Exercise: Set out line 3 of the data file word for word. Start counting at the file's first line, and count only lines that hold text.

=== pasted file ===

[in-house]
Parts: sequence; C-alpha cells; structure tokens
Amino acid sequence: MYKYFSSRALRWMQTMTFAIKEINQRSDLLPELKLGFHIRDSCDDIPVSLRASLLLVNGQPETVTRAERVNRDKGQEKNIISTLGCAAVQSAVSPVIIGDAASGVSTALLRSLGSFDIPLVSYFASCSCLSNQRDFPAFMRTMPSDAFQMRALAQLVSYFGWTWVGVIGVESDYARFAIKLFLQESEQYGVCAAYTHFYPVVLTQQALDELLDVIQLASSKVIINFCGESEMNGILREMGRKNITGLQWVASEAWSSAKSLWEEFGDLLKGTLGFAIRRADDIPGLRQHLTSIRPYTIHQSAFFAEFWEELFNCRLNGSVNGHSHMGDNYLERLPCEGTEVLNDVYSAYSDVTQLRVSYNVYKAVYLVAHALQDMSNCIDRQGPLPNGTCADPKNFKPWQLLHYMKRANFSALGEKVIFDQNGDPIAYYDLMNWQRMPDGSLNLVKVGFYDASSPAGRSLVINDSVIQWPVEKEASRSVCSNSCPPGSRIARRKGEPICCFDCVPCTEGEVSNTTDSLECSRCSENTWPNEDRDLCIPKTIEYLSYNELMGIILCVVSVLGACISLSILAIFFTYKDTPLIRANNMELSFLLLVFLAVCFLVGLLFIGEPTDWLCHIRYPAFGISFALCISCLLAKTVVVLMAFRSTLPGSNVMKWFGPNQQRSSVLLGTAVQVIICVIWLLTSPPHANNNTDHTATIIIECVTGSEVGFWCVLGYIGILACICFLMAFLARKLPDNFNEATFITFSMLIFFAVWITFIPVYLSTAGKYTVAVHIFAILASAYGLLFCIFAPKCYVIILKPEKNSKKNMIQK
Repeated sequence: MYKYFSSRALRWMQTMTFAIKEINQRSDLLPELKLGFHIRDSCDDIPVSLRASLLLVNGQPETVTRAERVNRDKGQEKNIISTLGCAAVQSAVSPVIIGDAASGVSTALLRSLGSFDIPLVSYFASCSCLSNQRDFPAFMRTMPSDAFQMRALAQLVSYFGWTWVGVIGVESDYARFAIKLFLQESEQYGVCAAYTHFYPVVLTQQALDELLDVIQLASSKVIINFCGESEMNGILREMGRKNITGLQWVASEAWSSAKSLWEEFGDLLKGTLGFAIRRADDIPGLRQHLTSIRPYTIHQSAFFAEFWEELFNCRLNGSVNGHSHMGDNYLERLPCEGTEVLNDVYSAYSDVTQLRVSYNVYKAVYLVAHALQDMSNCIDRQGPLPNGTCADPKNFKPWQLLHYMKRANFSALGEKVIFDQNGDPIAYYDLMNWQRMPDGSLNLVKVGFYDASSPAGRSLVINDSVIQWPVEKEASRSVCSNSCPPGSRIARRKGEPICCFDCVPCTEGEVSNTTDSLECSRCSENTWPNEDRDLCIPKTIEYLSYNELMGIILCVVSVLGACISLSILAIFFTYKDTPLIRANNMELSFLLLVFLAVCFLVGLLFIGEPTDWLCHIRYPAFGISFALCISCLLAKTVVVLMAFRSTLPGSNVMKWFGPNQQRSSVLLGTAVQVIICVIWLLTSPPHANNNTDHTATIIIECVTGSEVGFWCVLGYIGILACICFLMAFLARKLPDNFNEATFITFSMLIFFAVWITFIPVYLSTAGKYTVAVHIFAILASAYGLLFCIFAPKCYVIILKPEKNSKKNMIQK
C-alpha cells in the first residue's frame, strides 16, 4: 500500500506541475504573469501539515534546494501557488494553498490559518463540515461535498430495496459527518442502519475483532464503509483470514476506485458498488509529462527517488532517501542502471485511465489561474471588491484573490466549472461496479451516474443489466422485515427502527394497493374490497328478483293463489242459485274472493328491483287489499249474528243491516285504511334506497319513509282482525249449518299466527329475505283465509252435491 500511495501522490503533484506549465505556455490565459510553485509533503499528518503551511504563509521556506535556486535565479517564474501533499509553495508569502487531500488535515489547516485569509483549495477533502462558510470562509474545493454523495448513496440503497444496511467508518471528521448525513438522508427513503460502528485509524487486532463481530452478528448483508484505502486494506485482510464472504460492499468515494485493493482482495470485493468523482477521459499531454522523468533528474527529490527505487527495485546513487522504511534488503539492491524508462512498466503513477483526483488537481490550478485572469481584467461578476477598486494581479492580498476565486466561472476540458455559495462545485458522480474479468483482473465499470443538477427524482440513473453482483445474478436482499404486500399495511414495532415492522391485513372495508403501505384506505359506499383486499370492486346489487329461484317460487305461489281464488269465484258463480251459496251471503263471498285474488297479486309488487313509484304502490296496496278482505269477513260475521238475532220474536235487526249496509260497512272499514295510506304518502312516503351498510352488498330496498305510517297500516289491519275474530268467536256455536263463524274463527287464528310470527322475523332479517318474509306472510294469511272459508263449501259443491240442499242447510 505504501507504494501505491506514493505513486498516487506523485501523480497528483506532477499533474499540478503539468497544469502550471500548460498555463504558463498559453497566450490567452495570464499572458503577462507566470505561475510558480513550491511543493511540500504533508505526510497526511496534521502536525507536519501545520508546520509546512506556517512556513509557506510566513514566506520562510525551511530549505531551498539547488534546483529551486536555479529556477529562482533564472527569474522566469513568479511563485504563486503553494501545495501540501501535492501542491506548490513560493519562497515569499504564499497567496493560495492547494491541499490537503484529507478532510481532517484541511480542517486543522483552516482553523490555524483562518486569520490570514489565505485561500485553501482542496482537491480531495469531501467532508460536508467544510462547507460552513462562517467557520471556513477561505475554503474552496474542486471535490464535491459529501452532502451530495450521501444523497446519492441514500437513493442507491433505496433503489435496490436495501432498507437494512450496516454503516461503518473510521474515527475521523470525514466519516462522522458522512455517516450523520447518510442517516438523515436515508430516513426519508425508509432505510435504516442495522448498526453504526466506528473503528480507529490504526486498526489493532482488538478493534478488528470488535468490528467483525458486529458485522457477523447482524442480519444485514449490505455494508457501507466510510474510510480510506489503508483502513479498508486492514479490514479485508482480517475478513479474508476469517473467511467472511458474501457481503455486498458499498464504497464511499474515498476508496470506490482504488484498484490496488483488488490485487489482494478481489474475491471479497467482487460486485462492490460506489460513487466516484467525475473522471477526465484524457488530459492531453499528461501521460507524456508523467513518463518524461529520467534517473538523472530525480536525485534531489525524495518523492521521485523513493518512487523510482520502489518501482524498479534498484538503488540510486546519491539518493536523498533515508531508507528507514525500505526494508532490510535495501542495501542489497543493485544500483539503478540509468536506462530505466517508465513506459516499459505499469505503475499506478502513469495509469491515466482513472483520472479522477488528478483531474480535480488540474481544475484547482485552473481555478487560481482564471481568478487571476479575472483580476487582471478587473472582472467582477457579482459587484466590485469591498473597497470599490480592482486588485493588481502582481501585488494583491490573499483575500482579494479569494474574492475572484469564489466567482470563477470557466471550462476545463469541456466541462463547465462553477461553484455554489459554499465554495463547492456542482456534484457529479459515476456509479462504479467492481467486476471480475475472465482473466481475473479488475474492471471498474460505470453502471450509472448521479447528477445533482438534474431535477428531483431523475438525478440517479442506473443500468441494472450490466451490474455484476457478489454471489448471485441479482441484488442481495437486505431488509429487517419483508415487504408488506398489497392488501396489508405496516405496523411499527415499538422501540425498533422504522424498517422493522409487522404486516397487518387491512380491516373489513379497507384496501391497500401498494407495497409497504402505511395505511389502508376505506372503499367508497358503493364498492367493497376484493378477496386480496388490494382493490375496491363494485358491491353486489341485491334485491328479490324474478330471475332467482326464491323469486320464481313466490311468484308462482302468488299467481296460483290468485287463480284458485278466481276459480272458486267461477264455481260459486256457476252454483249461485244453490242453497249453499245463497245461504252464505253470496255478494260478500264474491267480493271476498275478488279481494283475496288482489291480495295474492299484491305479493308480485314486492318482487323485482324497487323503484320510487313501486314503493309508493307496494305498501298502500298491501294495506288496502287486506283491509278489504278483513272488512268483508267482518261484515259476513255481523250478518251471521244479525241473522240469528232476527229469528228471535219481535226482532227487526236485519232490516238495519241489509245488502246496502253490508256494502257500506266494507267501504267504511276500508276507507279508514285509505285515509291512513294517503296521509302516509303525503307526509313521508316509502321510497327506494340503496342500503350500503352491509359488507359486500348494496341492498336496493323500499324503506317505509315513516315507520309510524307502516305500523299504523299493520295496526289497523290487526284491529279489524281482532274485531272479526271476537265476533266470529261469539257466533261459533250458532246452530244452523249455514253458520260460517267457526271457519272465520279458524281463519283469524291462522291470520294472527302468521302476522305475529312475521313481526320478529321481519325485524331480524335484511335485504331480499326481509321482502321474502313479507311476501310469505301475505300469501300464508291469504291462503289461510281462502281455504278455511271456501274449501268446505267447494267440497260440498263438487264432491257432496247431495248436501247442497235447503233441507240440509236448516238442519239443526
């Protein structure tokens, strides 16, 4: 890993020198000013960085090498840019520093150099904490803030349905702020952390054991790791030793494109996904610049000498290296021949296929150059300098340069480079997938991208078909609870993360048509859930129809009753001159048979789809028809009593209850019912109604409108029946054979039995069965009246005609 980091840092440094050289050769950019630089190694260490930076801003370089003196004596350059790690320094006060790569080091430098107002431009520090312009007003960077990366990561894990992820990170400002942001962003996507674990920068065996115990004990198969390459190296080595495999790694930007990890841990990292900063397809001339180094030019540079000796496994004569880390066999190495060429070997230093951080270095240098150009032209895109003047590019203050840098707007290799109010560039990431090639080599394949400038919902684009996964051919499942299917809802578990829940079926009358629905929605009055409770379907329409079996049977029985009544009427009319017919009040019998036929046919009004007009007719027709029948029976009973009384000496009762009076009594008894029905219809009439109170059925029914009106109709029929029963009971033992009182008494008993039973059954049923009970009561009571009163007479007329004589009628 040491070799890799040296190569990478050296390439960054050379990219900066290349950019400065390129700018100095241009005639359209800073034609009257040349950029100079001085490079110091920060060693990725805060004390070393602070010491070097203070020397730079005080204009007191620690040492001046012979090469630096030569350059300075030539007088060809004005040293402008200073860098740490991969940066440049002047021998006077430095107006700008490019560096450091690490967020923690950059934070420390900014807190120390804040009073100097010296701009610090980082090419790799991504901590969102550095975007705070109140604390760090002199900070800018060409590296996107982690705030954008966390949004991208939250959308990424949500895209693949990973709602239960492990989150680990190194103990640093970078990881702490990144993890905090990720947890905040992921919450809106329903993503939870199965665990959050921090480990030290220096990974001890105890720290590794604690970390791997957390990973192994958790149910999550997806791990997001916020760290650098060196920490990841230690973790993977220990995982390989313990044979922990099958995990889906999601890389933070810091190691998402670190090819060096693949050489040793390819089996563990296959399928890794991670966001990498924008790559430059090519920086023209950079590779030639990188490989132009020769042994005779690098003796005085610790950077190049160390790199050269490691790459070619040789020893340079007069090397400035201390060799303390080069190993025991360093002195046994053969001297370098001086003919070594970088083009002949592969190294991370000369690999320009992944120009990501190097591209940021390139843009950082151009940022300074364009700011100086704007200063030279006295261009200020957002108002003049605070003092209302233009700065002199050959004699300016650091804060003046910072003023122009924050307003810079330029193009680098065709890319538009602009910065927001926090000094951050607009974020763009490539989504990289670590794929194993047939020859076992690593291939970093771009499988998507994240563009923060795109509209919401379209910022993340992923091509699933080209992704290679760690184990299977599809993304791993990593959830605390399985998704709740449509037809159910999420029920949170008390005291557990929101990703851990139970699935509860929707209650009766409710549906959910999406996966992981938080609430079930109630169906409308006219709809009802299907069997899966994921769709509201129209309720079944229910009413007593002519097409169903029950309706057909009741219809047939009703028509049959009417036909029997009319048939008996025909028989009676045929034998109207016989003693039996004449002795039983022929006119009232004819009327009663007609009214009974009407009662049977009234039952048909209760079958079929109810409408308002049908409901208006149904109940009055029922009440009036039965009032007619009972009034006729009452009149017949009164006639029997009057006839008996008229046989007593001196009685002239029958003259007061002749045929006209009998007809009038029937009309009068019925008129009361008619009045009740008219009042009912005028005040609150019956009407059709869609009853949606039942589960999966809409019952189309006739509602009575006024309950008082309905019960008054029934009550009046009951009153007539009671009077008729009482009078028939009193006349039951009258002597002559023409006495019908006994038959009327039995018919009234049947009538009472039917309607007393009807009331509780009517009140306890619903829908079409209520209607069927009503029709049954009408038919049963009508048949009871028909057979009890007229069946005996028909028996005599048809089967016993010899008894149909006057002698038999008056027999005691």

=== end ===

Amino acid sequence: MYKYFSSRALRWMQTMTFAIKEINQRSDLLPELKLGFHIRDSCDDIPVSLRASLLLVNGQPETVTRAERVNRDKGQEKNIISTLGCAAVQSAVSPVIIGDAASGVSTALLRSLGSFDIPLVSYFASCSCLSNQRDFPAFMRTMPSDAFQMRALAQLVSYFGWTWVGVIGVESDYARFAIKLFLQESEQYGVCAAYTHFYPVVLTQQALDELLDVIQLASSKVIINFCGESEMNGILREMGRKNITGLQWVASEAWSSAKSLWEEFGDLLKGTLGFAIRRADDIPGLRQHLTSIRPYTIHQSAFFAEFWEELFNCRLNGSVNGHSHMGDNYLERLPCEGTEVLNDVYSAYSDVTQLRVSYNVYKAVYLVAHALQDMSNCIDRQGPLPNGTCADPKNFKPWQLLHYMKRANFSALGEKVIFDQNGDPIAYYDLMNWQRMPDGSLNLVKVGFYDASSPAGRSLVINDSVIQWPVEKEASRSVCSNSCPPGSRIARRKGEPICCFDCVPCTEGEVSNTTDSLECSRCSENTWPNEDRDLCIPKTIEYLSYNELMGIILCVVSVLGACISLSILAIFFTYKDTPLIRANNMELSFLLLVFLAVCFLVGLLFIGEPTDWLCHIRYPAFGISFALCISCLLAKTVVVLMAFRSTLPGSNVMKWFGPNQQRSSVLLGTAVQVIICVIWLLTSPPHANNNTDHTATIIIECVTGSEVGFWCVLGYIGILACICFLMAFLARKLPDNFNEATFITFSMLIFFAVWITFIPVYLSTAGKYTVAVHIFAILASAYGLLFCIFAPKCYVIILKPEKNSKKNMIQK